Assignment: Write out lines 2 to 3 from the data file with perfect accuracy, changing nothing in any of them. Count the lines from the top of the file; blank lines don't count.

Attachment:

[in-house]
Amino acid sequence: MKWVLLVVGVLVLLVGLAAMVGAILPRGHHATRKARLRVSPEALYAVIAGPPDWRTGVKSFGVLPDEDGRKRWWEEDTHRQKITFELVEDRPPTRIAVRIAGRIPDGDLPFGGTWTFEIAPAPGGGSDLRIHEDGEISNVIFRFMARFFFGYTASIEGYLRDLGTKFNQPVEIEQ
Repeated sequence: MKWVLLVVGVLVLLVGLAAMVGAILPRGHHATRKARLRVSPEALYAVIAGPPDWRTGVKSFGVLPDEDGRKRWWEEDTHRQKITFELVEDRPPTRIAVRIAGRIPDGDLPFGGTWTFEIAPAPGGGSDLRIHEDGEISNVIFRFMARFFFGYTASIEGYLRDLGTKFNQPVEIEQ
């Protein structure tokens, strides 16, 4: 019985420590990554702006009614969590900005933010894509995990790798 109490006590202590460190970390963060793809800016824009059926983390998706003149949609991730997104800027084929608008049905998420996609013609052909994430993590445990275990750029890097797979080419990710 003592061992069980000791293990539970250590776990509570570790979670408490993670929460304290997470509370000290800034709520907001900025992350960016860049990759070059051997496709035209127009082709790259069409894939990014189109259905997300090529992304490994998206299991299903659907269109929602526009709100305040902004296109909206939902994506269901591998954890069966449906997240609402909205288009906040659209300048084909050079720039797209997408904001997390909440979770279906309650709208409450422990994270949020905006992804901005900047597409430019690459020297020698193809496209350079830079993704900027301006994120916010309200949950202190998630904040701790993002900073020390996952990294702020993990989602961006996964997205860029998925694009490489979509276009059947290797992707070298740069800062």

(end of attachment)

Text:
Amino acid sequence: MKWVLLVVGVLVLLVGLAAMVGAILPRGHHATRKARLRVSPEALYAVIAGPPDWRTGVKSFGVLPDEDGRKRWWEEDTHRQKITFELVEDRPPTRIAVRIAGRIPDGDLPFGGTWTFEIAPAPGGGSDLRIHEDGEISNVIFRFMARFFFGYTASIEGYLRDLGTKFNQPVEIEQ
Repeated sequence: MKWVLLVVGVLVLLVGLAAMVGAILPRGHHATRKARLRVSPEALYAVIAGPPDWRTGVKSFGVLPDEDGRKRWWEEDTHRQKITFELVEDRPPTRIAVRIAGRIPDGDLPFGGTWTFEIAPAPGGGSDLRIHEDGEISNVIFRFMARFFFGYTASIEGYLRDLGTKFNQPVEIEQ